Coronavirus: 20 UK returnees test positive for new variant in India
NEW DELHI- Twenty people who returned to India from the United Kingdom have tested positive for the new UK variant of Coronavirus so far, the Union Health Ministry said on Wednesday.
Yesterday “A total of six samples of six UK returnee persons have been found to be positive with the new UK variant genome. Three in NIMHANS, Bengaluru, two in CCMB, Hyderabad and one in NIV, Pune. All these persons have been kept in single room isolation in designated Healthcare facilities by the respective state governments. Their close contacts have also been put under quarantine,” the health ministry said.
The British government had recently announced that the newly identified strain of the virus found in their population is up to 70 per cent more transmissible. This had prompted the Indian authorities to suspend flights to and from the UK till December 31.
Pursuant to this, the government found that about 33,000 passengers had disembarked at various Indian airports from the UK from November 25 to December 23 midnight. All these passengers were tracked and subjected by the states and UTs to the RT-PCR tests. So far only 114 have been found positive. These positive samples were then sent to 10 labs.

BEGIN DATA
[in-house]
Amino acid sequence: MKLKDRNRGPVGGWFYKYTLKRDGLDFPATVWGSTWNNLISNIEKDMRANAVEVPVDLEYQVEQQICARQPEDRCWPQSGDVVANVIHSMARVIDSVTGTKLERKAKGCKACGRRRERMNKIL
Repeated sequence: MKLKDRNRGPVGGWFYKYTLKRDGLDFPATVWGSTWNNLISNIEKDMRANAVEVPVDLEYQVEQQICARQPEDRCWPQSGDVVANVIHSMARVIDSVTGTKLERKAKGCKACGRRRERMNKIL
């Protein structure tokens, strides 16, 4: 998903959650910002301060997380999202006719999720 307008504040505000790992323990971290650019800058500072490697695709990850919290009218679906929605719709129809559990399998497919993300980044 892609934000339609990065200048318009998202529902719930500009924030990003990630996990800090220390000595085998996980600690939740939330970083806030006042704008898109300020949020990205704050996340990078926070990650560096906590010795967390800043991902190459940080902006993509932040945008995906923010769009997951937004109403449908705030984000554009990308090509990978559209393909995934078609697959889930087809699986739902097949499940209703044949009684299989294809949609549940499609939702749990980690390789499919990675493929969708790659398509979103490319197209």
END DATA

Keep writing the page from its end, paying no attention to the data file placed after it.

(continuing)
Comprehensive contact tracing has been initiated for co-travellers, family contacts and others. Genome sequencing on other specimens is going on. The situation is under careful watch and regular advice is being provided to the states for enhanced surveillance, containment, testing and dispatch of samples to the INSACOG labs, the ministry added.
The strategy also included a meeting of the National Task Force (NTF) on Covid-19 on December 26 to consider and recommend Testing, Treatment, Surveillance and Containment Strategy. Standard Operating Protocol for states and UTs to tackle the mutant variant of SARS-CoV-2 were also issued on December 22.
Over the last few weeks, the UK has faced a rapid increase in Covid-19 cases in South East England, leading to enhanced epidemiological and virological investigations. Analysis of viral genome sequence data identified that a large proportion of cases belonged to a new single phylogenetic cluster.
The new variant is defined by multiple spike protein mutations as well as mutations in the other genomic regions. Preliminary analysis in the UK suggests that this variant is significantly more transmissible than previously circulating variants, with an estimated potential to increase the reproductive number (R) by 0.4 or greater with an estimated increased transmissibility of up to 70 per cent.